Leigh Buchanan Bienen: Works

Site header showing Leigh Buchanan Bienen (L) with book library (R)

Title: The Center of International Studies
: Leigh Buchanan Bienen
Publisher: Princeton Alumni Weekly
Issue: March 10, 1970, pp. 10-12
Description: An informal history of the Princeton University Center of International Studies.

ALMOST twenty years have gone by since the Yale Institute of International Studies moved to Princeton and became the Center of International Studies. The first Center offices were in what is now the Pyne Administration Building. Later, Corwin Hall was built on what was then its location on the corner of Prospect Street and Washington Road. The new Center of International Studies, regarded at the time as intrusive by some, took over the basement floor.

The Center offices are still there, moved some several hundred feet back off Washington Road along with the rest of Corwin Hall. Along one side of a brightly lit, busy corridor is the office of the present director, Cyril Black, and a room where the Center secretaries, whose accuracy and speed is a source of great satisfaction to Center staff, do their work. Opposite is a lounge stacked with newspapers and magazines from all over the world. A giant coffee percolator in the corner signals a welcome with its red light. The individual offices for Center associates stretch down the corridor and around the corner.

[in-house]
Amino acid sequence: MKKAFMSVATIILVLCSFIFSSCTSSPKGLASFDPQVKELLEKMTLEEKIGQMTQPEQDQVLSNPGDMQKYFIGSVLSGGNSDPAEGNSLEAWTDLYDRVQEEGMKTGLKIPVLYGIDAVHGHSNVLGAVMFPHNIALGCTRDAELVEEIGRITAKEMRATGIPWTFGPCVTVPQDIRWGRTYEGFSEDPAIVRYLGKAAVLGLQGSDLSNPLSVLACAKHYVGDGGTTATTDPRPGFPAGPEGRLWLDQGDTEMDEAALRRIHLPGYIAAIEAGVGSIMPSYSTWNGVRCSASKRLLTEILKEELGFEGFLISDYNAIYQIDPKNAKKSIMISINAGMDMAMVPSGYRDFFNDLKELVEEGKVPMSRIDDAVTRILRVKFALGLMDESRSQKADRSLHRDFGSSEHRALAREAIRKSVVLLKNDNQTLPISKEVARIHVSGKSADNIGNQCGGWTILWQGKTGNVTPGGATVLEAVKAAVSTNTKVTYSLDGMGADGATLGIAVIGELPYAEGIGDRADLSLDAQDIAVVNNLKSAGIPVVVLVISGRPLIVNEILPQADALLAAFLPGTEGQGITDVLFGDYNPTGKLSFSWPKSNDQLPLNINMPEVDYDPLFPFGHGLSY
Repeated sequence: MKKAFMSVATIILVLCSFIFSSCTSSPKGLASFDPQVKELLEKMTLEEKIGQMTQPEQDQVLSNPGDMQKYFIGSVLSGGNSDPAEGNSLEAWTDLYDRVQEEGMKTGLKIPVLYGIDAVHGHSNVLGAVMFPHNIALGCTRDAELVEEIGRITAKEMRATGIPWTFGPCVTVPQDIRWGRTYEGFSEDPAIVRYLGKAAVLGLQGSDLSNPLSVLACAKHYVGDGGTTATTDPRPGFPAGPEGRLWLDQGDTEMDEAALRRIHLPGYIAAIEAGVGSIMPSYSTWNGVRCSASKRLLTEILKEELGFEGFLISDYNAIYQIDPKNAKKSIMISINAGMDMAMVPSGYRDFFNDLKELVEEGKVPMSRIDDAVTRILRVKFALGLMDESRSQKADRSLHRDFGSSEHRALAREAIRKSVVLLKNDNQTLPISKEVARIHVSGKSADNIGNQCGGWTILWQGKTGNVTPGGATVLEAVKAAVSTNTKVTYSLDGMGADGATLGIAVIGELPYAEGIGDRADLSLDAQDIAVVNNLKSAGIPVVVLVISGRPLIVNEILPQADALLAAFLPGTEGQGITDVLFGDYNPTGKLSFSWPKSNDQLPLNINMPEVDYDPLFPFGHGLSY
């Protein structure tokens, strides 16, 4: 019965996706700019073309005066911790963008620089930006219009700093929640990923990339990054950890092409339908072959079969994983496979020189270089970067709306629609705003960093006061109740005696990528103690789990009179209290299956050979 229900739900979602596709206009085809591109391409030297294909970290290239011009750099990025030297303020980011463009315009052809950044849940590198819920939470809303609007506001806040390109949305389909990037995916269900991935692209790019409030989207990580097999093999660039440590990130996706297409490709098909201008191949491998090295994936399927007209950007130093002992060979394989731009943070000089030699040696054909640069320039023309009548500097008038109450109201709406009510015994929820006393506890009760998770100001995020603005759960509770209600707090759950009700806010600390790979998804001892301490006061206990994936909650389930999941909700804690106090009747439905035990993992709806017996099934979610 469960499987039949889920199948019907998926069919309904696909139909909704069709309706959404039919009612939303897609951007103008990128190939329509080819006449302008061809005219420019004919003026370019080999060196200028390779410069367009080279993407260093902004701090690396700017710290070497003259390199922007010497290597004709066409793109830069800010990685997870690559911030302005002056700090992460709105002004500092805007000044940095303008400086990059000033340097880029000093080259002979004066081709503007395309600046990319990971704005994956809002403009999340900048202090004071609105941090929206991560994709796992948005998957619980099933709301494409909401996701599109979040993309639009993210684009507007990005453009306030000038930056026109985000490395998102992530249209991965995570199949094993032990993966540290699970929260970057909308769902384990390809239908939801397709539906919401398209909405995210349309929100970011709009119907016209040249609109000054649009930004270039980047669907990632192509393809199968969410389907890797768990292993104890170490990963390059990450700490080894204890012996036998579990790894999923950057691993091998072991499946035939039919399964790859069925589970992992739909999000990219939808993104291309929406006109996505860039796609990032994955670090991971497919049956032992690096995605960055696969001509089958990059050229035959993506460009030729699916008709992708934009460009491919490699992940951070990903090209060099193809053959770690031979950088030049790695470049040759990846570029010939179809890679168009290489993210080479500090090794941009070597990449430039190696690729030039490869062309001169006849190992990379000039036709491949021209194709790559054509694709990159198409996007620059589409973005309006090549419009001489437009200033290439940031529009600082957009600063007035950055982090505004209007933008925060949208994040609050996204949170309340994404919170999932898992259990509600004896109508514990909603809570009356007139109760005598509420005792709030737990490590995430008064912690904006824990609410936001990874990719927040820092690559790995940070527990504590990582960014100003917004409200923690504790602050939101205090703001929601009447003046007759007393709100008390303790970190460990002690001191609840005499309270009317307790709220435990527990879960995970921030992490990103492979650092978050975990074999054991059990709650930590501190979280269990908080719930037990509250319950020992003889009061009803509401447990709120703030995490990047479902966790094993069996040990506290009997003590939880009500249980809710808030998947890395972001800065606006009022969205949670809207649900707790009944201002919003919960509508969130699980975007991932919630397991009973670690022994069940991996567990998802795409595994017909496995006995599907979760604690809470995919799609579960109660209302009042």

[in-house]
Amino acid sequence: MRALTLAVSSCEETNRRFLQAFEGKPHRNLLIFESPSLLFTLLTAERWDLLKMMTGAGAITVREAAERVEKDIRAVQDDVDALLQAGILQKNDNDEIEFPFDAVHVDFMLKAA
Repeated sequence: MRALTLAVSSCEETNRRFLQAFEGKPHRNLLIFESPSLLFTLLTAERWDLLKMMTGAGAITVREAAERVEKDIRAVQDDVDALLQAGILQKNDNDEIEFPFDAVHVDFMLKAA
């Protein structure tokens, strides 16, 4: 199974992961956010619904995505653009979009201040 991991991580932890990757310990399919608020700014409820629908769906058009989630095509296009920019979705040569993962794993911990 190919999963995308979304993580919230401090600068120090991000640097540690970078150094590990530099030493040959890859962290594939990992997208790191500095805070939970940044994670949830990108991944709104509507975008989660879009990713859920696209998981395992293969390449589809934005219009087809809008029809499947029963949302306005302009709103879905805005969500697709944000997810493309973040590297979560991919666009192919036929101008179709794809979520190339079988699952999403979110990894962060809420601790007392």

The story of how the Center came from Yale to Princeton is one of those institutional melodramas which are usually acted out behind the scenes. Sometimes the details, the crucial turning points, may not be revealed for years. When reputations and careers are at stake, who wants to tell tales?

The Institute of International Studies was founded at Yale in 1936. And until the move to Princeton in 1951, the group at Yale actively and vigorously engaged in research. Some outstanding people in the field of International Relations-lawyers, government officials, and academicians were associated with the Institute.

The original founders were Nicholas Spykman, who began his career as a Dutch journalist in the East Indies, and Frederick Dunn, formerly a legal adviser to the Department of State. Spykman was the first director. In the beginning, the Institute was heavily policy-oriented. Although research was done primarily by academics, there was an early commitment to relevant problems to public policy…



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